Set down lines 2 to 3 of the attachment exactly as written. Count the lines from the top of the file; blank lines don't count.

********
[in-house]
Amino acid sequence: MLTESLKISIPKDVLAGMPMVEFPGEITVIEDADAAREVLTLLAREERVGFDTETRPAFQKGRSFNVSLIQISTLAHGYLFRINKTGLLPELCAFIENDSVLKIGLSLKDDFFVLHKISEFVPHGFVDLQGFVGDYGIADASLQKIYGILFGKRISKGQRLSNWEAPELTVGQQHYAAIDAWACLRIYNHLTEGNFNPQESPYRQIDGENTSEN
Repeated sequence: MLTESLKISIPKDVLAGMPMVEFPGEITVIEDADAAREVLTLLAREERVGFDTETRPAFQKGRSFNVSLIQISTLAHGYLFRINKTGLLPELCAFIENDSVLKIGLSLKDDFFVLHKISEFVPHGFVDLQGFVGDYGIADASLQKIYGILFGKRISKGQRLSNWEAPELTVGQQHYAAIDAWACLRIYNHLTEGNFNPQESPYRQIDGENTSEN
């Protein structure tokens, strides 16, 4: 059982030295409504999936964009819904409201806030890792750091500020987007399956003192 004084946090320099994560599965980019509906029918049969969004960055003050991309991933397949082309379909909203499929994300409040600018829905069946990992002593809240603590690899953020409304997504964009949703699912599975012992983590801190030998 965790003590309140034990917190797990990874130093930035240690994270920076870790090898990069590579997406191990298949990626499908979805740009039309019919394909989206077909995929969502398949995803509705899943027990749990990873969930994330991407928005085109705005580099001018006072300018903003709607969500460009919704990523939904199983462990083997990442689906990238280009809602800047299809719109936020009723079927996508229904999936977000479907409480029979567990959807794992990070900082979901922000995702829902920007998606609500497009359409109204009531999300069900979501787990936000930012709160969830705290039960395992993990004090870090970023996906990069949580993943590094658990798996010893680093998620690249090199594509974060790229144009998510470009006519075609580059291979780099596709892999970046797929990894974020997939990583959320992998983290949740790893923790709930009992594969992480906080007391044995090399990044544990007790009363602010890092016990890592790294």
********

Amino acid sequence: MLTESLKISIPKDVLAGMPMVEFPGEITVIEDADAAREVLTLLAREERVGFDTETRPAFQKGRSFNVSLIQISTLAHGYLFRINKTGLLPELCAFIENDSVLKIGLSLKDDFFVLHKISEFVPHGFVDLQGFVGDYGIADASLQKIYGILFGKRISKGQRLSNWEAPELTVGQQHYAAIDAWACLRIYNHLTEGNFNPQESPYRQIDGENTSEN
Repeated sequence: MLTESLKISIPKDVLAGMPMVEFPGEITVIEDADAAREVLTLLAREERVGFDTETRPAFQKGRSFNVSLIQISTLAHGYLFRINKTGLLPELCAFIENDSVLKIGLSLKDDFFVLHKISEFVPHGFVDLQGFVGDYGIADASLQKIYGILFGKRISKGQRLSNWEAPELTVGQQHYAAIDAWACLRIYNHLTEGNFNPQESPYRQIDGENTSEN